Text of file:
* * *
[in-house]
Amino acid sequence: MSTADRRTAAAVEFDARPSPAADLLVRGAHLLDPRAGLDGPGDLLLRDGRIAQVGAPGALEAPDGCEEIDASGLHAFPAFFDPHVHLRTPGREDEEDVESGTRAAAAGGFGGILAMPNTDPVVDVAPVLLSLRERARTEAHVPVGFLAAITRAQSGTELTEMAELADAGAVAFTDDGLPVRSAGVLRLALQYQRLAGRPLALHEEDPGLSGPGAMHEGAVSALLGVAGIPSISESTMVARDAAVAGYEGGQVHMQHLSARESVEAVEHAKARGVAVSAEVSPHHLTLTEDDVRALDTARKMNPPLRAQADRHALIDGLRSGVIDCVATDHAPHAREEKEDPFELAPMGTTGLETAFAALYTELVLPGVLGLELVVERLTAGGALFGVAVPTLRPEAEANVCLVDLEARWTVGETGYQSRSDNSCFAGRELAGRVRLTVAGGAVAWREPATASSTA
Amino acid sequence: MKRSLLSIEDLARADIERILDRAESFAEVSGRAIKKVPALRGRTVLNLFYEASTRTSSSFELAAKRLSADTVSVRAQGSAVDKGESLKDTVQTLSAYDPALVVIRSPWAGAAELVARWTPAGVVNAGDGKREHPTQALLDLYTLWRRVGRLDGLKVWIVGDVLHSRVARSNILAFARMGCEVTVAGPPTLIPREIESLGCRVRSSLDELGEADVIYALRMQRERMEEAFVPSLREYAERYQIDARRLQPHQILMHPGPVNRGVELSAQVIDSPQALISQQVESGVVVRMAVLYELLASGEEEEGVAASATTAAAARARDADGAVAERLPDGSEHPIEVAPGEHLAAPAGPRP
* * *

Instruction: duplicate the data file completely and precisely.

[in-house]
Amino acid sequence: MSTADRRTAAAVEFDARPSPAADLLVRGAHLLDPRAGLDGPGDLLLRDGRIAQVGAPGALEAPDGCEEIDASGLHAFPAFFDPHVHLRTPGREDEEDVESGTRAAAAGGFGGILAMPNTDPVVDVAPVLLSLRERARTEAHVPVGFLAAITRAQSGTELTEMAELADAGAVAFTDDGLPVRSAGVLRLALQYQRLAGRPLALHEEDPGLSGPGAMHEGAVSALLGVAGIPSISESTMVARDAAVAGYEGGQVHMQHLSARESVEAVEHAKARGVAVSAEVSPHHLTLTEDDVRALDTARKMNPPLRAQADRHALIDGLRSGVIDCVATDHAPHAREEKEDPFELAPMGTTGLETAFAALYTELVLPGVLGLELVVERLTAGGALFGVAVPTLRPEAEANVCLVDLEARWTVGETGYQSRSDNSCFAGRELAGRVRLTVAGGAVAWREPATASSTA
Amino acid sequence: MKRSLLSIEDLARADIERILDRAESFAEVSGRAIKKVPALRGRTVLNLFYEASTRTSSSFELAAKRLSADTVSVRAQGSAVDKGESLKDTVQTLSAYDPALVVIRSPWAGAAELVARWTPAGVVNAGDGKREHPTQALLDLYTLWRRVGRLDGLKVWIVGDVLHSRVARSNILAFARMGCEVTVAGPPTLIPREIESLGCRVRSSLDELGEADVIYALRMQRERMEEAFVPSLREYAERYQIDARRLQPHQILMHPGPVNRGVELSAQVIDSPQALISQQVESGVVVRMAVLYELLASGEEEEGVAASATTAAAARARDADGAVAERLPDGSEHPIEVAPGEHLAAPAGPRP